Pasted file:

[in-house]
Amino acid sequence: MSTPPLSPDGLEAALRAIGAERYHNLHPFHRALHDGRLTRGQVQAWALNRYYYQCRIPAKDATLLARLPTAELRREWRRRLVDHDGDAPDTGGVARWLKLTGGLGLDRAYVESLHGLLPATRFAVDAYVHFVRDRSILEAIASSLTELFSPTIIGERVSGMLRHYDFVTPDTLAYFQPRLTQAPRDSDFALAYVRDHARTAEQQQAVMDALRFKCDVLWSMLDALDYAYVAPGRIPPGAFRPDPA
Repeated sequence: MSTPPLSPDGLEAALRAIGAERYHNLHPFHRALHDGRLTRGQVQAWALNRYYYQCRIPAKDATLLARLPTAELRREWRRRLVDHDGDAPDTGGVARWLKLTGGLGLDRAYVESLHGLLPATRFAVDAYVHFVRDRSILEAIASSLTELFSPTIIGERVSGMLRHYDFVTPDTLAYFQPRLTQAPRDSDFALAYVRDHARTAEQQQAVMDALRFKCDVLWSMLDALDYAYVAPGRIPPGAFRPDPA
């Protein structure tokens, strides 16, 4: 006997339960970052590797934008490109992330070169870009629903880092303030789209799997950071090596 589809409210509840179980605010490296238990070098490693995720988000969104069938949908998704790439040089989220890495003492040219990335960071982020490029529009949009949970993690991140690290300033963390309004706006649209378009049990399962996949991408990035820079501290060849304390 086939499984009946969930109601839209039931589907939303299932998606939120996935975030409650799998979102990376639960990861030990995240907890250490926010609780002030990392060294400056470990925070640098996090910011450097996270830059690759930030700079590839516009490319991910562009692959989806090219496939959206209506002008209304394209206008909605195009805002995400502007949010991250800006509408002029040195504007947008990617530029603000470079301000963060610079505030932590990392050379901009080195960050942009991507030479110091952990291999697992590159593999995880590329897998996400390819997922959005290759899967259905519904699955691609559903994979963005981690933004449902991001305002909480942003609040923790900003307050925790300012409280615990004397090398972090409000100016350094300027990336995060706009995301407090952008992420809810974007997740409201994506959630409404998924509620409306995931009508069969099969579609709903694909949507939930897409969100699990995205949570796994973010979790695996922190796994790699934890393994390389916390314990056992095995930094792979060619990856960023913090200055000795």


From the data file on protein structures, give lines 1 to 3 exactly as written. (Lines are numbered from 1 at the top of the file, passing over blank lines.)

[in-house]
Amino acid sequence: MSTPPLSPDGLEAALRAIGAERYHNLHPFHRALHDGRLTRGQVQAWALNRYYYQCRIPAKDATLLARLPTAELRREWRRRLVDHDGDAPDTGGVARWLKLTGGLGLDRAYVESLHGLLPATRFAVDAYVHFVRDRSILEAIASSLTELFSPTIIGERVSGMLRHYDFVTPDTLAYFQPRLTQAPRDSDFALAYVRDHARTAEQQQAVMDALRFKCDVLWSMLDALDYAYVAPGRIPPGAFRPDPA
Repeated sequence: MSTPPLSPDGLEAALRAIGAERYHNLHPFHRALHDGRLTRGQVQAWALNRYYYQCRIPAKDATLLARLPTAELRREWRRRLVDHDGDAPDTGGVARWLKLTGGLGLDRAYVESLHGLLPATRFAVDAYVHFVRDRSILEAIASSLTELFSPTIIGERVSGMLRHYDFVTPDTLAYFQPRLTQAPRDSDFALAYVRDHARTAEQQQAVMDALRFKCDVLWSMLDALDYAYVAPGRIPPGAFRPDPA